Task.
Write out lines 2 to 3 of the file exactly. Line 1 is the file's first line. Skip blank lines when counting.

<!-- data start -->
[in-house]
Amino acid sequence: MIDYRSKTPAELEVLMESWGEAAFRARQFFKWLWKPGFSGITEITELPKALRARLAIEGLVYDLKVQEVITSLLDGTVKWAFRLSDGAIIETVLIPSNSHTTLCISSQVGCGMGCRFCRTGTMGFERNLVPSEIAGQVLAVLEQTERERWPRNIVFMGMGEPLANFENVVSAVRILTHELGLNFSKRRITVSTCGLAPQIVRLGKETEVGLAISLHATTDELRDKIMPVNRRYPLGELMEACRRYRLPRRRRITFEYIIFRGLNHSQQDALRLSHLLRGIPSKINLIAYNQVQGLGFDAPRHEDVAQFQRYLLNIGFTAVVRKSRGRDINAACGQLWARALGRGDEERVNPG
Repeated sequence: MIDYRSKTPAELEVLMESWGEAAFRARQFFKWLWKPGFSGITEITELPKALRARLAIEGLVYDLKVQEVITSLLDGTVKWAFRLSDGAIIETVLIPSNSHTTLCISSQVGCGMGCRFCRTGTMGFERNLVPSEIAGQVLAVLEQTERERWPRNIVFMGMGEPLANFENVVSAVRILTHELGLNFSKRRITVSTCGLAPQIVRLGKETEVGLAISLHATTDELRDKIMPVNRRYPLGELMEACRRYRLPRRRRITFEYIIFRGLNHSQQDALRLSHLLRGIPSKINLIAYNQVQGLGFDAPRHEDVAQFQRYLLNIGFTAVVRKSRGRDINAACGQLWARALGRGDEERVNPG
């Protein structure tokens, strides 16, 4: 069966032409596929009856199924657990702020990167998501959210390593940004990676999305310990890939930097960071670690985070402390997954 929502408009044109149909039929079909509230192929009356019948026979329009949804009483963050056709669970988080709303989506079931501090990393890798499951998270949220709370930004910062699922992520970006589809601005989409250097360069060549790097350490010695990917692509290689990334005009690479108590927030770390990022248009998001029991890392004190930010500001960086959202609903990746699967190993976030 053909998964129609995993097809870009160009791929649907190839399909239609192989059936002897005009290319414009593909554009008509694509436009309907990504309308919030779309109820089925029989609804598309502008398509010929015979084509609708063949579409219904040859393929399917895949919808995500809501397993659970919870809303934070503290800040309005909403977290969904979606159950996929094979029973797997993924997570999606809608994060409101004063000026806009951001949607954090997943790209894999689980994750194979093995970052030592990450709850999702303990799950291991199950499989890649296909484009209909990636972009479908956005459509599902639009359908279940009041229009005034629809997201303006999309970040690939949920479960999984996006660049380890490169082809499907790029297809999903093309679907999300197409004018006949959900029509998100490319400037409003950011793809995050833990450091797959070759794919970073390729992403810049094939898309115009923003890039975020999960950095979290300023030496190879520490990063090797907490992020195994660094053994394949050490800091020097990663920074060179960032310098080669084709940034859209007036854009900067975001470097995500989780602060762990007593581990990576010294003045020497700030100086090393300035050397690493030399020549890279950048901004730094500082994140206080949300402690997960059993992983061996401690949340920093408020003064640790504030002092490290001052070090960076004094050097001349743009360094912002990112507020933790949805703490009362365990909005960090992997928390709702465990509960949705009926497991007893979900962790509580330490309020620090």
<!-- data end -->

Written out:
Amino acid sequence: MIDYRSKTPAELEVLMESWGEAAFRARQFFKWLWKPGFSGITEITELPKALRARLAIEGLVYDLKVQEVITSLLDGTVKWAFRLSDGAIIETVLIPSNSHTTLCISSQVGCGMGCRFCRTGTMGFERNLVPSEIAGQVLAVLEQTERERWPRNIVFMGMGEPLANFENVVSAVRILTHELGLNFSKRRITVSTCGLAPQIVRLGKETEVGLAISLHATTDELRDKIMPVNRRYPLGELMEACRRYRLPRRRRITFEYIIFRGLNHSQQDALRLSHLLRGIPSKINLIAYNQVQGLGFDAPRHEDVAQFQRYLLNIGFTAVVRKSRGRDINAACGQLWARALGRGDEERVNPG
Repeated sequence: MIDYRSKTPAELEVLMESWGEAAFRARQFFKWLWKPGFSGITEITELPKALRARLAIEGLVYDLKVQEVITSLLDGTVKWAFRLSDGAIIETVLIPSNSHTTLCISSQVGCGMGCRFCRTGTMGFERNLVPSEIAGQVLAVLEQTERERWPRNIVFMGMGEPLANFENVVSAVRILTHELGLNFSKRRITVSTCGLAPQIVRLGKETEVGLAISLHATTDELRDKIMPVNRRYPLGELMEACRRYRLPRRRRITFEYIIFRGLNHSQQDALRLSHLLRGIPSKINLIAYNQVQGLGFDAPRHEDVAQFQRYLLNIGFTAVVRKSRGRDINAACGQLWARALGRGDEERVNPG